A Case Study of Implementing Grant-Funded Integrated Care in a Community Mental Health Center
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The US government funds integrated care demonstration projects to decrease health disparities for individuals with serious mental illness. Drawing on the Exploration Preparation Implementation Sustainability (EPIS) implementation framework, this case study of a community mental health clinic describes implementation barriers and sustainability challenges with grant-funded integrated care. Findings demonstrate that integrated care practices evolve during implementation and the following factors influenced sustainability: workforce rigidity, intervention clarity, policy and funding congruence between the agency and state/federal regulations, on-going support and training in practice application, and professional institutions. Implementation strategies for primary care integration within CMHCs include creating a flexible workforce, shared definition of integrated care, policy and funding congruence, and on-going support and training.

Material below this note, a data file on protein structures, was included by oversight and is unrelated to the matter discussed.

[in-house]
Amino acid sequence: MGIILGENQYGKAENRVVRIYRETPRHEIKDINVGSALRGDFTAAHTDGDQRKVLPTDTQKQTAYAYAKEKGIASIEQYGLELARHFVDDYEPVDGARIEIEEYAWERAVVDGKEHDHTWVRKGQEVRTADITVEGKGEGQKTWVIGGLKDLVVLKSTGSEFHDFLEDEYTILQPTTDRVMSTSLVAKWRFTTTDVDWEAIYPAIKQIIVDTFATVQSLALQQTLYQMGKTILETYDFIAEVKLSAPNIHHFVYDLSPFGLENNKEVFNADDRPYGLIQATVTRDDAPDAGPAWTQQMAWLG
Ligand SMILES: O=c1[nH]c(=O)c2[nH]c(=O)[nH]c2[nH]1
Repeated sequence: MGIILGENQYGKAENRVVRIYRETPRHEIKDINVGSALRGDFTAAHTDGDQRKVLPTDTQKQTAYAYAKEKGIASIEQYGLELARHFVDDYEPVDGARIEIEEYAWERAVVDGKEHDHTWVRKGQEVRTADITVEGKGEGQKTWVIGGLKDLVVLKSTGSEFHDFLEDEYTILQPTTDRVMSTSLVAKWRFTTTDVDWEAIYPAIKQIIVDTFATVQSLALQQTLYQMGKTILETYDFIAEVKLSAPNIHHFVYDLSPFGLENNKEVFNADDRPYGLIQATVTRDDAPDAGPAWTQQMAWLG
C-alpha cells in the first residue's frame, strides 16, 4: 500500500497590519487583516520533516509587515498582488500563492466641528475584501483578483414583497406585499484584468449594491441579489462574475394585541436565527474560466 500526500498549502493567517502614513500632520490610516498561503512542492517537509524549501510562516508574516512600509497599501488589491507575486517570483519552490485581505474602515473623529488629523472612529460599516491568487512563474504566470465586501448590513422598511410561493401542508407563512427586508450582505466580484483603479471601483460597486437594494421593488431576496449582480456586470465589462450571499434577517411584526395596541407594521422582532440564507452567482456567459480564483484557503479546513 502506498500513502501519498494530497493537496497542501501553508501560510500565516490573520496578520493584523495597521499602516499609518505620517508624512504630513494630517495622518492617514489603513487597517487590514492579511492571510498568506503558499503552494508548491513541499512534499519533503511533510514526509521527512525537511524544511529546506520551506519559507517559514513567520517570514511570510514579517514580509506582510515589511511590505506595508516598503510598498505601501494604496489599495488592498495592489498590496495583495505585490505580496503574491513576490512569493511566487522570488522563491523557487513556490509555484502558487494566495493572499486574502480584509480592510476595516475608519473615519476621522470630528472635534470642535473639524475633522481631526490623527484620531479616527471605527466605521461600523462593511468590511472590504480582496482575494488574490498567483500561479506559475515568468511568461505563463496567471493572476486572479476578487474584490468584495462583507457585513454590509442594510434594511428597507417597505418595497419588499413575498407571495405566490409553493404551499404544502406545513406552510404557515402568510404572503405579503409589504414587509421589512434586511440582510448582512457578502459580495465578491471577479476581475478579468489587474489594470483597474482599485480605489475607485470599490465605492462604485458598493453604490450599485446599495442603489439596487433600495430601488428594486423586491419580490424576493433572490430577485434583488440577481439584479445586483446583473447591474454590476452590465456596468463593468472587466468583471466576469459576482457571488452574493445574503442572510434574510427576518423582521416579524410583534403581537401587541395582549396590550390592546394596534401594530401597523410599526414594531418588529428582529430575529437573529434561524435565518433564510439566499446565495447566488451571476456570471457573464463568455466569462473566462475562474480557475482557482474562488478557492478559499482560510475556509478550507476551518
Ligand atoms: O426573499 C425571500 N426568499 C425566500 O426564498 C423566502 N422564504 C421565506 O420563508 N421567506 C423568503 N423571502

This work was funded by the National Institute of Health (TL1TR000422). The methods, observations, and interpretations put forth in this article do not necessarily represent those of the funding agency. The author would like to thank Jean Kruzich, Gunnar Almgren, and Larry Kessler for their guidance in this research project and Kitsap Mental Health Services for partnering on this research adventure.
Compliance with Ethical Standards
was obtained from all interview participants and a selection of the outpatient team. The Human Subjects Division within the University of Washington approved this study #50280.
Conflict of Interest
The author declares no conflict of interest.
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